3 years ago for day 87, 2019 with 367 words.

Masks

Misreading situations. Reading into things that aren’t there. Missing things that are. It’s easy to do.

When something matters to you, it’s easy to hone in on the details. It’s easy to over analyse, to put yourself under pressure to make the right moves, to play the right cards.

I’ve never been good at playing games. I enjoy playing actual games, like cards, chess or football, but playing games at life? That’s never been an area I’ve really ventured into.

Be it in my work life, with my job. I default to being honest, more honest than I need to, sharing details about my thoughts on the future with my boss even if it might normally be seen as a bad move.

In my personal life too. I try to not wear masks wherever possible, though I know I’m far from that goal. We all live behind masks no matter how much we try not to. Naturally, we aren’t fully naked with everyone. We present versions of ourselves to those we meet, different versions for different people.

But I do believe we can make progress in this. We can get better at being real. We can become more comfortable in our own skin, and less conscious of what others think about us.

So, in a way it’s kind of strange, that tomorrow I’m wearing a mask. A real one, on my face. Why? For a masquerade party.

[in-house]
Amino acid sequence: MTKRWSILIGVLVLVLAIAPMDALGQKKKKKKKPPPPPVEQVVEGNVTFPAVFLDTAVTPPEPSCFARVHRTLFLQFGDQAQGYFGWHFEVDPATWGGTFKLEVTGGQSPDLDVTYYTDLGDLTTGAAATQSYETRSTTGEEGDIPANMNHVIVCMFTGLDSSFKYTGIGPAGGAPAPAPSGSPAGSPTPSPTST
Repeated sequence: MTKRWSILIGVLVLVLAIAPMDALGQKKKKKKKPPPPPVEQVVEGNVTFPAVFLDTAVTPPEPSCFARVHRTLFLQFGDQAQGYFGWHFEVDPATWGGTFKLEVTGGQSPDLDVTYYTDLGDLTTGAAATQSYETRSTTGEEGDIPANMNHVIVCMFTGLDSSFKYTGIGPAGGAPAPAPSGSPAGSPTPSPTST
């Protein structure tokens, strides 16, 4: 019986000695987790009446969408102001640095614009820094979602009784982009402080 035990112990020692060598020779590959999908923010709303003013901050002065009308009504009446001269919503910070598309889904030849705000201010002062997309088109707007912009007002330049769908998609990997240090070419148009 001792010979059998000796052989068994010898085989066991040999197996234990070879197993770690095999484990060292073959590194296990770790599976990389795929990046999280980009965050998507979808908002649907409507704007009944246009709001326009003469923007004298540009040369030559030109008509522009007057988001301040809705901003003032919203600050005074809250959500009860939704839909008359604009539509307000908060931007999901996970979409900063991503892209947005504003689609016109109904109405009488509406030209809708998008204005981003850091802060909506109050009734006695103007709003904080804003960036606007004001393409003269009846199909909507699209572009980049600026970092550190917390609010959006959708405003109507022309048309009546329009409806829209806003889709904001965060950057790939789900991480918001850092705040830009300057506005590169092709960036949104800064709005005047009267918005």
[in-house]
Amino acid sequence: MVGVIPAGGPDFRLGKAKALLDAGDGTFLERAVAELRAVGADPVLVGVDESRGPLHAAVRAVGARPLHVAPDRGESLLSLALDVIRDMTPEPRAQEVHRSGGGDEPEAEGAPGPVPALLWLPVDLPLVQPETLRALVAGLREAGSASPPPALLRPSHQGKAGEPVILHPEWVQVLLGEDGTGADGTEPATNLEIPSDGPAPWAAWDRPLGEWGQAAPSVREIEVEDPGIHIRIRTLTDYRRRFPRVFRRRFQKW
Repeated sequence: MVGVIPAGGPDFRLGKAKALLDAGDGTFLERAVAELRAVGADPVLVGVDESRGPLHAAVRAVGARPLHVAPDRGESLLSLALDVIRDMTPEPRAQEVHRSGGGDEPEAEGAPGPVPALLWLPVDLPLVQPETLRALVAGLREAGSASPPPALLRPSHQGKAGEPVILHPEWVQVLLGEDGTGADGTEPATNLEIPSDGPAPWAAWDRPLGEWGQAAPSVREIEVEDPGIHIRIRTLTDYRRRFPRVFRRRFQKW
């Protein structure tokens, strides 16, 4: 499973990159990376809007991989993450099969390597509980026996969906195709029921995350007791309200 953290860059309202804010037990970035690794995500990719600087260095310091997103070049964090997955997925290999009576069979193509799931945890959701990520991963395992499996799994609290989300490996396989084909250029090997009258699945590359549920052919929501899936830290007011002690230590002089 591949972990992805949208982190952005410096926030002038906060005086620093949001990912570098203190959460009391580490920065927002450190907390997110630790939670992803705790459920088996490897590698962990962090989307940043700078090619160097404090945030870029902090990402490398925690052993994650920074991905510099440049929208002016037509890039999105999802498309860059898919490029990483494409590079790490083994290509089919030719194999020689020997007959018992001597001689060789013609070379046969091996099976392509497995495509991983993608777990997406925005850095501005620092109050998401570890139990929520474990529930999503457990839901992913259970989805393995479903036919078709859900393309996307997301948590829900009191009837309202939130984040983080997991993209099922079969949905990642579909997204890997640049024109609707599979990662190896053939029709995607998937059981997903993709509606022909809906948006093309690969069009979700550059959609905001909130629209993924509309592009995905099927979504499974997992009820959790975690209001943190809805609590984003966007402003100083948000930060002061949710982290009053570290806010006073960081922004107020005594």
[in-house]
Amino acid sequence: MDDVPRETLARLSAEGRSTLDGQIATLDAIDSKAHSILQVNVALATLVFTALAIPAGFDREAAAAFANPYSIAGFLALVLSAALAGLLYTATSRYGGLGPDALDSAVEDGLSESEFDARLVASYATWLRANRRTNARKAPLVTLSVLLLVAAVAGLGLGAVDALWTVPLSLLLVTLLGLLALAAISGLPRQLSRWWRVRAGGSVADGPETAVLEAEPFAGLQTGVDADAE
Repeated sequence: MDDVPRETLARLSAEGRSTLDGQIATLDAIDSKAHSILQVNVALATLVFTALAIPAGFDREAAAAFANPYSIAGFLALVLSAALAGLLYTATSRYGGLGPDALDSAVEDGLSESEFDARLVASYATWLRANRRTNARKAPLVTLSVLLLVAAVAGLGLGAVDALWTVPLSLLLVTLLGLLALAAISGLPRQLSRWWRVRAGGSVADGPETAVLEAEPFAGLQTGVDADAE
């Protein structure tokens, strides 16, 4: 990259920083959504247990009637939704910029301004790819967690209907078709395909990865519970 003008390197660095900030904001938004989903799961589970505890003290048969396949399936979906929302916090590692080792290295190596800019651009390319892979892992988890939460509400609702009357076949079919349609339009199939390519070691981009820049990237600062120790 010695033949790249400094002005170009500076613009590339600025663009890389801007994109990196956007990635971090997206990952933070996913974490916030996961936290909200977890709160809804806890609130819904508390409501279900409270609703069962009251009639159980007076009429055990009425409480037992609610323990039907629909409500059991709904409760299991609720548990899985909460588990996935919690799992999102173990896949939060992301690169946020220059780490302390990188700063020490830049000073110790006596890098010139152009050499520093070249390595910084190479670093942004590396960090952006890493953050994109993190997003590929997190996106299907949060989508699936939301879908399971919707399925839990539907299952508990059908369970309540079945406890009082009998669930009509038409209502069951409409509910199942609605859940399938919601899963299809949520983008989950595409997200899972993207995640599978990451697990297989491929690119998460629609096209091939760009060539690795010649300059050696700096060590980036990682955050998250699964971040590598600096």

And it’s equally strange at the twinge of discomfort I feel, when thinking of going to a party. The sense of self-consciousness, of whether I’ll actually enjoy it, whether I’ll make it through the evening without making a social faux pas.

But I’m getting better at it. Better at stepping outside my comfort zone, better at being less self-conscious.

Ultimately, we all wear masks. We all present the best version of ourselves, and we do it for fear of being found out.

All we can do is make progress today, to love ourselves better, and show a little more of ourselves to those around us.

User Photo

By Fred Rivett

Developer 👨‍💻 • Hobbyist designer 🎨 • Maker 🛠 • Runner 🏃‍♂️• Explorer 🌍

Get Fred Rivett's newsletter

Almost there! Check your inbox and click the link to confirm.

Subscribe to Fred Rivett's latest writing to get it right in your inbox.